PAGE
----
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Deborah Craig, Board Member & Head of Africa Group International Women in Mining GRUVINDUSTRI

Mining the possibilities: Raising the profile of women in the industry

With a recovery on the horizon, the mining industry needs to act now to expand the contribution of women, or miss out on creating real business value.

"We foster women’s professional development and implement initiatives to improve the gender balance in mining."

Women have always been miners. At the Great Orme mine in Wales, they unearthed the copper that gave the Bronze Age its name. During the Iron Age, they mined the salt that preserved food. During the Industrial Revolution women extracted the coal that fueled the steam engine, giving rise to today’s modern economy. But as mining work became increasingly mechanised, laws were put in place restricting women from working in mines, reinforcing the idea that mining was “men’s work”.

Fast forward to today. The restrictive laws are gone, but women’s representation in industrial mining remains low. And the closer to the rock face or to the boardroom you get, the worse the numbers are. At the rock face, a culture of machismo makes women feel unwelcome, even though women excel at, for example, operating equipment and driving trucks. In the boardroom, mining has the lowest percentage of women directors of any industry. According to a report by PwC and WiM UK, as of 2014 only 8 percent of the directors of the top 500 public mining companies were women. Even though research by McKinsey confirms that greater gender diversity at the board and executive levels equals better financial performance.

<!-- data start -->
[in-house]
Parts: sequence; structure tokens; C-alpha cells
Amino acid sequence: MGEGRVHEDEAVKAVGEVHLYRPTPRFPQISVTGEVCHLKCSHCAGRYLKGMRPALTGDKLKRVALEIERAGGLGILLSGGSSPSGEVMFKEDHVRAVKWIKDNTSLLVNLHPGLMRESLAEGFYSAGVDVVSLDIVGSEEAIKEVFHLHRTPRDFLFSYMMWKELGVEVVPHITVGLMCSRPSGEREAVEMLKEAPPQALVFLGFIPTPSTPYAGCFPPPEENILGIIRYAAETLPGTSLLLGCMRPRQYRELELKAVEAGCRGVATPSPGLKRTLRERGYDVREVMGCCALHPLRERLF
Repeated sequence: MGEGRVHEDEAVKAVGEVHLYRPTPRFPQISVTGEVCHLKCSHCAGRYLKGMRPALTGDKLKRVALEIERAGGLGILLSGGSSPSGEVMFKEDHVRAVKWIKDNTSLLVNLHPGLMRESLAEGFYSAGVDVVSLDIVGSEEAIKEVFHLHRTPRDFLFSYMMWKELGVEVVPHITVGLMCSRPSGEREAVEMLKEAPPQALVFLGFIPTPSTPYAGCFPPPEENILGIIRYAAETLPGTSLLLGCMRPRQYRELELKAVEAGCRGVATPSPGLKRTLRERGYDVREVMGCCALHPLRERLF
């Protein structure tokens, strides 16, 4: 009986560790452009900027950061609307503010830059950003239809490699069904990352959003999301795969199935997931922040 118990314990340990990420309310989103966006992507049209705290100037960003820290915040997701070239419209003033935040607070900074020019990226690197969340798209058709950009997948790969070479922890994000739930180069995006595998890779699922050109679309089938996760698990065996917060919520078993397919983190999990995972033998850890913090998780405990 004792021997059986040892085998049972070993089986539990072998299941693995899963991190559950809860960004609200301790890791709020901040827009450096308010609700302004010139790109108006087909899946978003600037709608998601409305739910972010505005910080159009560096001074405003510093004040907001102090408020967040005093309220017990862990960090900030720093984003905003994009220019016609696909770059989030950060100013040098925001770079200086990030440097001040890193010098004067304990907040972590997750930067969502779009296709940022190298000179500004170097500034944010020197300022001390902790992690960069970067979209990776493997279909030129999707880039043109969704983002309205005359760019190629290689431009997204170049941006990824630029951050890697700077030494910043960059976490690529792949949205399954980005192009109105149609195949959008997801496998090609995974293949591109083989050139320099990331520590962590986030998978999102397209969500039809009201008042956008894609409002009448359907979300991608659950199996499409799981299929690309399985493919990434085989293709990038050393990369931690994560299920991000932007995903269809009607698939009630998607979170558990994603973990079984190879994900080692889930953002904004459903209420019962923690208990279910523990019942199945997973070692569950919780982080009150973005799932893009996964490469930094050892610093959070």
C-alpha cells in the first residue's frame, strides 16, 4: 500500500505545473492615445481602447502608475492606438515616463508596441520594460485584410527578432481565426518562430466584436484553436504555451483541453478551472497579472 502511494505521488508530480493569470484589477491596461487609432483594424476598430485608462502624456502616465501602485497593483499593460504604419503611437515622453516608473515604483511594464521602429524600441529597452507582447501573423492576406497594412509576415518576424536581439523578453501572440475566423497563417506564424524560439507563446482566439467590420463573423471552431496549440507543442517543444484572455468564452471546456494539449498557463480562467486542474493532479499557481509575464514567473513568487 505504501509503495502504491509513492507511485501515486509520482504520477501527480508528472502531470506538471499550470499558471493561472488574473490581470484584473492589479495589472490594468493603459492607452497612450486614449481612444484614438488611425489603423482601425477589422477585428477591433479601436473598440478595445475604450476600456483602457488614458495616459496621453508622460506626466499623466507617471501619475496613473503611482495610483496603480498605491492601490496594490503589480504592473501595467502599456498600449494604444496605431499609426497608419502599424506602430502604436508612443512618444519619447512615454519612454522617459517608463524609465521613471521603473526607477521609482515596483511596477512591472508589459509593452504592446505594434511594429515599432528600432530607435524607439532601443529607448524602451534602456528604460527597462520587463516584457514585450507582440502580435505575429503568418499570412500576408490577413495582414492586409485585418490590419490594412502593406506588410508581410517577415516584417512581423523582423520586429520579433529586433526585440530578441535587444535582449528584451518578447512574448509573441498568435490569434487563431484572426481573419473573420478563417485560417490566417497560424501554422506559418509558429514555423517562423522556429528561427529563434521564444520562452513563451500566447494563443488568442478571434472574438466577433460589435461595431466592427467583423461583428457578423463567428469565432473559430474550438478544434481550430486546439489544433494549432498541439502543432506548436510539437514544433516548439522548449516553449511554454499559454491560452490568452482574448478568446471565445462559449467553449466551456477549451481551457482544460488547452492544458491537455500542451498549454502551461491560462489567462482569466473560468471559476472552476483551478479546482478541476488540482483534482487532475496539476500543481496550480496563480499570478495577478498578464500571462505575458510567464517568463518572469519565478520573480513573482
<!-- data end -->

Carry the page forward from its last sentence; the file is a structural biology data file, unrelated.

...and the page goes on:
International Women in Mining www.internationalwim.org has over 9,200 members and links 50+ women in mining associations around the world, from countries as diverse as Mongolia, Ghana, Chile and Sweden. We foster women’s professional development and implement initiatives to improve the gender balance in mining. But we can’t do it alone.

And so we are calling on industry leaders to:

• Show leadership on this issue at the top. Ensure gender diversity at the board and executive levels.

• Change internal culture. Implement fact-based gender diversity strategies to understand the underrepresentation of women within different job categories

• Increase the visibility of women in mining. The technical expertise of women in the industry deserves recognition. We applaud the conference organisers at EuroMineExpo who committed to having a gender-balanced speaker roster.

• Support mentoring. Help build mentoring programs and peer networks that include both men and women that can be important forums for encouraging and supporting women.

The path to success for women in mining is the path to success for the entire industry.


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Deborah Craig

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